A simple and inexpensive shift register can be used to increase the digital output provision of a Raspberry Pi or microcontroller. This well-know technique is easy to apply, but has some limitations that require careful consideration.
This article is about using an I2C analogue-to-digital device for applications like reading sensor values or monitoring backup batteries. With all the technical bits left in.
This article describes how to do simple temperature measurement with a Raspberry Pi, and I2C analog-to-digital converter, and a thermistor.
AMQP is not a trivially-straightforward protocol to understand, but it's necessary to get to grips with it to write effective software that uses the Qpid Proton AMQP library. Perhaps one of the simplest ways to understand AMQP is to use Proton's own packet-tracing features, as this article explains.
Mapping keyboard keys to key codes on Linux is well-documented for the graphical desktop. But what about console applications on embedded Linux systems? There's not much documentation in this area.
This article introduces CPICOM -- an emulator for CP/M 2.2 on the Raspberry Pi microcontroller.
This article is about how programming for CP/M, usng a 40-year-old C compiler, differs from modern C development, even for console applications.
Using the 1989 HI-TECH C compiler on CP/M, and some general observations about CP/M programming with real hardware.
Building a CP/M implementation of the notorious Wordle game.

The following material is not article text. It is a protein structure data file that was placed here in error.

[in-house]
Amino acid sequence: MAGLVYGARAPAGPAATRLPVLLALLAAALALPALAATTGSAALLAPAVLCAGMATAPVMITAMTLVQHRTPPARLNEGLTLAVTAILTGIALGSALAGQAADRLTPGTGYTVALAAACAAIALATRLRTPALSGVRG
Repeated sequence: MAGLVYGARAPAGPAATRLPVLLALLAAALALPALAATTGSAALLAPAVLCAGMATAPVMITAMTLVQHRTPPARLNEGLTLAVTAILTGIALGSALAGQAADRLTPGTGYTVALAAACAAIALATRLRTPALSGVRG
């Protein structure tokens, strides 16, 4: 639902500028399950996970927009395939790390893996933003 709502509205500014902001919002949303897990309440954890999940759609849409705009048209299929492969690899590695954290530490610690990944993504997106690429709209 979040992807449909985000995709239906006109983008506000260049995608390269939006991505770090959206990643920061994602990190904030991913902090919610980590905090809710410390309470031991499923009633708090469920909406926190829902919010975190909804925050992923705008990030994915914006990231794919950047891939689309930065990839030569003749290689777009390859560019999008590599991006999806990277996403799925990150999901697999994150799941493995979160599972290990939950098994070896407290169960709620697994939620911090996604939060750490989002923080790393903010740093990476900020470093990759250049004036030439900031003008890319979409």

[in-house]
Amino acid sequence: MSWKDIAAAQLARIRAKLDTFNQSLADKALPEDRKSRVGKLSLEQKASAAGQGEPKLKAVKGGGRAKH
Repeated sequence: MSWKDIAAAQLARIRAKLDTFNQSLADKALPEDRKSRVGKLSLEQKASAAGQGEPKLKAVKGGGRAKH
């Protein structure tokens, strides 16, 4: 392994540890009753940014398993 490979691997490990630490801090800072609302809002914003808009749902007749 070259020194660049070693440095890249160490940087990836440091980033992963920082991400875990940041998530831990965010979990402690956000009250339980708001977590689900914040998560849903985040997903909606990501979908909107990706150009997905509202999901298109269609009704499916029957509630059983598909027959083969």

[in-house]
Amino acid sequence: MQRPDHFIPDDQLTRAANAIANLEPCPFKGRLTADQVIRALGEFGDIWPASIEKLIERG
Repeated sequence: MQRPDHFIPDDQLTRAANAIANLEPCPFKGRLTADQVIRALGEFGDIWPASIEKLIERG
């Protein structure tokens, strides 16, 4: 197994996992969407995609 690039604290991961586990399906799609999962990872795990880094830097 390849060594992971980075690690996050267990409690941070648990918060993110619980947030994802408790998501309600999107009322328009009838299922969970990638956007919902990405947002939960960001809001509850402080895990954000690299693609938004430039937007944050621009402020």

Writing graphical applications for minimal and embedded Linux systems can present a challenge. One of the problems is producing nicely-rendered text without the facilities that a graphical desktop would provide. This article describes how to use the FreeType library to render text to the Linux framebuffer.
Sometimes it's helpful to be able to create an executable program that embeds all the data it needs, and provide that data as files. C/C++ do not provide any standard way to do this, but GCC has facilities that the developer can use.
An oddity of the GCC C compiler that can lead to strange results, particularly in an embedded application
I see too many C (and C++) programs misbehave at runtime, for reasons that could easily have been detected using checks built into all modern compilers. This article describes some common C programming errors, and shows how they would have been spotted easily if the compiler were configured correctly.
This article describes how to use free, open-source tools to develop graphical applications in C for Microsoft Windows, which run natively. By 'natively' I mean that they don't need any supporting infrastructure (as Cygwin does), and can be packaged and distributed just as any other Windows application, and will look and behave like one.
This article describes how to generate and use compressed, anti-aliased font data, for use in a microcontroller application.
My first CP/M program for nearly 40 years -- how, and why, I wrote it.
There are many kits and plans available for constructing miniature mechanical keyboards. But what do you do if you want a layout the nobody else seems to use? Build it from scratch.
Implementing a program to run Conway's cell population simulation, using a 3D perspective view on the Linux framebuffer.
The absolute minimum information needed to start using the Linux framebuffer as a graphical display in C/C++ applications.
This article continues my original framebuffer just the essentials article, by describing how to handle less straightforward framebuffer configurations.
Lua is an embeddable scripting language, which can be extended in a number of useful ways. This article describes in detail how to create a Lua extension in C (or, with a bit of fiddling, C++) as a loadable (.so) library.